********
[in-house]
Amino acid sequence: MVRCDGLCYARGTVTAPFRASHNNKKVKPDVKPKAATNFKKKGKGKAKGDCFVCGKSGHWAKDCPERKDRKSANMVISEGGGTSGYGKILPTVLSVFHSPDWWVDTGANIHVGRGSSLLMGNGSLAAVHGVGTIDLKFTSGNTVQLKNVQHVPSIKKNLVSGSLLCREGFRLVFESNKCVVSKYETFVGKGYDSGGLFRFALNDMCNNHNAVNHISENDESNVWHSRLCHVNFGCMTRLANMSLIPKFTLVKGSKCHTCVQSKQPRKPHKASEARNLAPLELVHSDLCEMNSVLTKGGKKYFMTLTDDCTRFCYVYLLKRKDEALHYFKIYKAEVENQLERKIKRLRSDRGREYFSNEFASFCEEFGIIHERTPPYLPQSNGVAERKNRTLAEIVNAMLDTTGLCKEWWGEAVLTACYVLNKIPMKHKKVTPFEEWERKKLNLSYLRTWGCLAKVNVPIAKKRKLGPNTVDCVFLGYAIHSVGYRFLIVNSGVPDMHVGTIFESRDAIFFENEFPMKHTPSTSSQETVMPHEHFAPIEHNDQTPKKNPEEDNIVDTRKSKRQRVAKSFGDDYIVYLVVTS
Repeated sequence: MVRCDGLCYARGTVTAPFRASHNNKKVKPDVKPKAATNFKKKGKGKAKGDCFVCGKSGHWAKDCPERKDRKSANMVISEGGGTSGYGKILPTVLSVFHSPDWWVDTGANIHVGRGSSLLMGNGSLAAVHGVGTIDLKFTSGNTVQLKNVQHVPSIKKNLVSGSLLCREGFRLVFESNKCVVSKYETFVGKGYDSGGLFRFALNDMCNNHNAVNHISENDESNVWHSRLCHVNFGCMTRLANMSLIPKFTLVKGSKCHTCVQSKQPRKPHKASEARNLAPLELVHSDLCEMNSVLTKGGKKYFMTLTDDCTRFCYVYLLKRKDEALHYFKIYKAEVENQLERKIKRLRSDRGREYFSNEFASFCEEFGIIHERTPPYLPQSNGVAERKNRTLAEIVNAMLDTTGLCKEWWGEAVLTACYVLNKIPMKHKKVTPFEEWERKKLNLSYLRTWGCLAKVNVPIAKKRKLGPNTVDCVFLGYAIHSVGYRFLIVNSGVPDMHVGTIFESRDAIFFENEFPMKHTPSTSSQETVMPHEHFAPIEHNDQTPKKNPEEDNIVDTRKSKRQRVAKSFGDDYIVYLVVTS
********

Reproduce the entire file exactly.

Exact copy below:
[in-house]
Amino acid sequence: MVRCDGLCYARGTVTAPFRASHNNKKVKPDVKPKAATNFKKKGKGKAKGDCFVCGKSGHWAKDCPERKDRKSANMVISEGGGTSGYGKILPTVLSVFHSPDWWVDTGANIHVGRGSSLLMGNGSLAAVHGVGTIDLKFTSGNTVQLKNVQHVPSIKKNLVSGSLLCREGFRLVFESNKCVVSKYETFVGKGYDSGGLFRFALNDMCNNHNAVNHISENDESNVWHSRLCHVNFGCMTRLANMSLIPKFTLVKGSKCHTCVQSKQPRKPHKASEARNLAPLELVHSDLCEMNSVLTKGGKKYFMTLTDDCTRFCYVYLLKRKDEALHYFKIYKAEVENQLERKIKRLRSDRGREYFSNEFASFCEEFGIIHERTPPYLPQSNGVAERKNRTLAEIVNAMLDTTGLCKEWWGEAVLTACYVLNKIPMKHKKVTPFEEWERKKLNLSYLRTWGCLAKVNVPIAKKRKLGPNTVDCVFLGYAIHSVGYRFLIVNSGVPDMHVGTIFESRDAIFFENEFPMKHTPSTSSQETVMPHEHFAPIEHNDQTPKKNPEEDNIVDTRKSKRQRVAKSFGDDYIVYLVVTS
Repeated sequence: MVRCDGLCYARGTVTAPFRASHNNKKVKPDVKPKAATNFKKKGKGKAKGDCFVCGKSGHWAKDCPERKDRKSANMVISEGGGTSGYGKILPTVLSVFHSPDWWVDTGANIHVGRGSSLLMGNGSLAAVHGVGTIDLKFTSGNTVQLKNVQHVPSIKKNLVSGSLLCREGFRLVFESNKCVVSKYETFVGKGYDSGGLFRFALNDMCNNHNAVNHISENDESNVWHSRLCHVNFGCMTRLANMSLIPKFTLVKGSKCHTCVQSKQPRKPHKASEARNLAPLELVHSDLCEMNSVLTKGGKKYFMTLTDDCTRFCYVYLLKRKDEALHYFKIYKAEVENQLERKIKRLRSDRGREYFSNEFASFCEEFGIIHERTPPYLPQSNGVAERKNRTLAEIVNAMLDTTGLCKEWWGEAVLTACYVLNKIPMKHKKVTPFEEWERKKLNLSYLRTWGCLAKVNVPIAKKRKLGPNTVDCVFLGYAIHSVGYRFLIVNSGVPDMHVGTIFESRDAIFFENEFPMKHTPSTSSQETVMPHEHFAPIEHNDQTPKKNPEEDNIVDTRKSKRQRVAKSFGDDYIVYLVVTS